(GE) CEO Jeff Immelt will become the head of a new presidential panel called the President's Council on Jobs and Competitiveness. It replaces to a large extent the Economic Recovery Advisory Board, which was chaired by former Federal Reserve Chief Paul Volcker. Volcker was essential in crafting the new financial and bank rules that were passed by Congress. He did not have the deep contacts with business that might have served as a bridge between the private and public sectors as each struggled to shrug off the impact of the recession.
Media reports say that President Obama will officially name Immelt when he visits a GE facility in upstate New York.
"The president and I are committed to a candid and full dialogue among business, labor and government to help ensure that the United States has the most competitive and innovative economy in the world," Immelt told the Washington Post. He added, "My hope is that the council will be a sounding board for ideas and a catalyst for action on jobs and competitiveness."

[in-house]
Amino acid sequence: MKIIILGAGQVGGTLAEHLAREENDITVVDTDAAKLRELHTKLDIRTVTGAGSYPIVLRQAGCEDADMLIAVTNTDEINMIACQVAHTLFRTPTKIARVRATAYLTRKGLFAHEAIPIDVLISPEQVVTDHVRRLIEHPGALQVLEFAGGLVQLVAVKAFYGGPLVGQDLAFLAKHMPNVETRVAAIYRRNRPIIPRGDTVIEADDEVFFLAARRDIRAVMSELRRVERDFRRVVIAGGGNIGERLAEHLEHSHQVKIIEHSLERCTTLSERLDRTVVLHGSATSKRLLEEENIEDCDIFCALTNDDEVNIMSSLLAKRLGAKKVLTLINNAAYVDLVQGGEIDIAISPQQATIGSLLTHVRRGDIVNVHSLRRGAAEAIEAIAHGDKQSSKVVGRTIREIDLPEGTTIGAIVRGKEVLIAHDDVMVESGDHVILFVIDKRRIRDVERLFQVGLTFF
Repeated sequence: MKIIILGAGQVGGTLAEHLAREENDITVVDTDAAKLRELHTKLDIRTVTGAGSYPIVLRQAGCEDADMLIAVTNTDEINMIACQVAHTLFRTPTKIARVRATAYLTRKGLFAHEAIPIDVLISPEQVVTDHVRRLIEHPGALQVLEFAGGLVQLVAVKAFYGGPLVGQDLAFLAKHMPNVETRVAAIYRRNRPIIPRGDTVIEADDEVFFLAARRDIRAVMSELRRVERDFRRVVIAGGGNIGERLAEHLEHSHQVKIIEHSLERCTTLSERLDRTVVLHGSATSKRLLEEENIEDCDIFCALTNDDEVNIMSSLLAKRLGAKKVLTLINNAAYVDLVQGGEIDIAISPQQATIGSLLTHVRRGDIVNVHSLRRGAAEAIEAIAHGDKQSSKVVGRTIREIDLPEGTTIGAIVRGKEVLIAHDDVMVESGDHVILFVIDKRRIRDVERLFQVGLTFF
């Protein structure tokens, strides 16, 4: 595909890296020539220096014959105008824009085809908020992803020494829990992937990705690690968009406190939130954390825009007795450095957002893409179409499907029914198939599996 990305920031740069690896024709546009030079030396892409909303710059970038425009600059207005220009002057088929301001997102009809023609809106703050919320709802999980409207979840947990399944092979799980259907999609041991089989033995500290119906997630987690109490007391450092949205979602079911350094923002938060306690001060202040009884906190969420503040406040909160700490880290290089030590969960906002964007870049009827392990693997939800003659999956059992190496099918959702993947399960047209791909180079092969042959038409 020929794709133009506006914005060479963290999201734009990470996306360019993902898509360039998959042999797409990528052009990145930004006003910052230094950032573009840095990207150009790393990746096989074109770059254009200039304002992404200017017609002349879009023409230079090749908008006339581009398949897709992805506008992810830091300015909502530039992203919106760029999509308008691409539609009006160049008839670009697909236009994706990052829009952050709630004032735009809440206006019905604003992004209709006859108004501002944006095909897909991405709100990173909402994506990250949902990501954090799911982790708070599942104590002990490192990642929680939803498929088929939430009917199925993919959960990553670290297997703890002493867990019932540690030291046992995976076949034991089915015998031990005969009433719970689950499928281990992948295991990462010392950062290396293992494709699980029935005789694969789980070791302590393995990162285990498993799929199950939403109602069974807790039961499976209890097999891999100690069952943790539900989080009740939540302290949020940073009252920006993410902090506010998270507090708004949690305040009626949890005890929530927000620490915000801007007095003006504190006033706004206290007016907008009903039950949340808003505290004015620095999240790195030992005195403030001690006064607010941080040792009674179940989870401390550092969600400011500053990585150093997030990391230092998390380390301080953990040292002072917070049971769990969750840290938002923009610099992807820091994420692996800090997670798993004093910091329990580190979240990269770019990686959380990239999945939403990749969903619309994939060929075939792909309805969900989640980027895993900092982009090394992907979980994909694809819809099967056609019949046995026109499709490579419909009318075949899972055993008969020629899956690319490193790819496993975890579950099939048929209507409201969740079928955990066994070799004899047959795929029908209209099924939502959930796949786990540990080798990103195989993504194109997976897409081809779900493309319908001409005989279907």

But is Immelt the right person for the job? Or would he be better off focusing on GE, a company that has faltered under his leadership? GE may be a large conglomerate with businesses that operate around the globe, and this may give Immelt a special perspective. But the company is hardly a shining example of the best of American business. Its financial services division has been troubled and it has failed in its attempt to turnaround its entertainment division NBCU, the controlling interest of which was recently sold to Comcast (CMCSA).
GE's shares traded at $40 when Immelt took the job as CEO. The stock price is now about $18. GE has sharply underperformed the DJIA over that period. The company continues to have substantial problems. Perhaps Immelt would be better off spending full time on his day job.
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